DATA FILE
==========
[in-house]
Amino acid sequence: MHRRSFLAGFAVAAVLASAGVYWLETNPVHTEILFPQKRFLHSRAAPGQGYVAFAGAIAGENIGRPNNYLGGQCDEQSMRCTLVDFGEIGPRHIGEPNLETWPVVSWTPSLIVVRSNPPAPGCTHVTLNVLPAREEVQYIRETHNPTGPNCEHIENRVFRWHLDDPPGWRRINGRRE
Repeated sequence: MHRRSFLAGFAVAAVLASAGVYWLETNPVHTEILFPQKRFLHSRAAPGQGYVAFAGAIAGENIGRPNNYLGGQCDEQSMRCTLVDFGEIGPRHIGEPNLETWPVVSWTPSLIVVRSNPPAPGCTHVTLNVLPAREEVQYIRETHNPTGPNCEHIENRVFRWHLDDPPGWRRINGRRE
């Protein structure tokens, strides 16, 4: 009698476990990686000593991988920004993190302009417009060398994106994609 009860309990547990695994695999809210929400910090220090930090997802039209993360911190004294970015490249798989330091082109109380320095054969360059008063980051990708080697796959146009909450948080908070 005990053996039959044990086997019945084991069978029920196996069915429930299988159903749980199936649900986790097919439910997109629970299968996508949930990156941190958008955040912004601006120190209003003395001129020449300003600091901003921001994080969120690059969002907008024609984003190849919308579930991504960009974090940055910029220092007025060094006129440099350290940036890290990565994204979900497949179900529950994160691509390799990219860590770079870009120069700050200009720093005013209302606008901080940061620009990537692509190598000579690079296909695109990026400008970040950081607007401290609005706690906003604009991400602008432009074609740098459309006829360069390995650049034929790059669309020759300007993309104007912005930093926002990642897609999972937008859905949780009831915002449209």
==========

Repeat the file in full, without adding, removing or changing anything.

[in-house]
Amino acid sequence: MHRRSFLAGFAVAAVLASAGVYWLETNPVHTEILFPQKRFLHSRAAPGQGYVAFAGAIAGENIGRPNNYLGGQCDEQSMRCTLVDFGEIGPRHIGEPNLETWPVVSWTPSLIVVRSNPPAPGCTHVTLNVLPAREEVQYIRETHNPTGPNCEHIENRVFRWHLDDPPGWRRINGRRE
Repeated sequence: MHRRSFLAGFAVAAVLASAGVYWLETNPVHTEILFPQKRFLHSRAAPGQGYVAFAGAIAGENIGRPNNYLGGQCDEQSMRCTLVDFGEIGPRHIGEPNLETWPVVSWTPSLIVVRSNPPAPGCTHVTLNVLPAREEVQYIRETHNPTGPNCEHIENRVFRWHLDDPPGWRRINGRRE
């Protein structure tokens, strides 16, 4: 009698476990990686000593991988920004993190302009417009060398994106994609 009860309990547990695994695999809210929400910090220090930090997802039209993360911190004294970015490249798989330091082109109380320095054969360059008063980051990708080697796959146009909450948080908070 005990053996039959044990086997019945084991069978029920196996069915429930299988159903749980199936649900986790097919439910997109629970299968996508949930990156941190958008955040912004601006120190209003003395001129020449300003600091901003921001994080969120690059969002907008024609984003190849919308579930991504960009974090940055910029220092007025060094006129440099350290940036890290990565994204979900497949179900529950994160691509390799990219860590770079870009120069700050200009720093005013209302606008901080940061620009990537692509190598000579690079296909695109990026400008970040950081607007401290609005706690906003604009991400602008432009074609740098459309006829360069390995650049034929790059669309020759300007993309104007912005930093926002990642897609999972937008859905949780009831915002449209």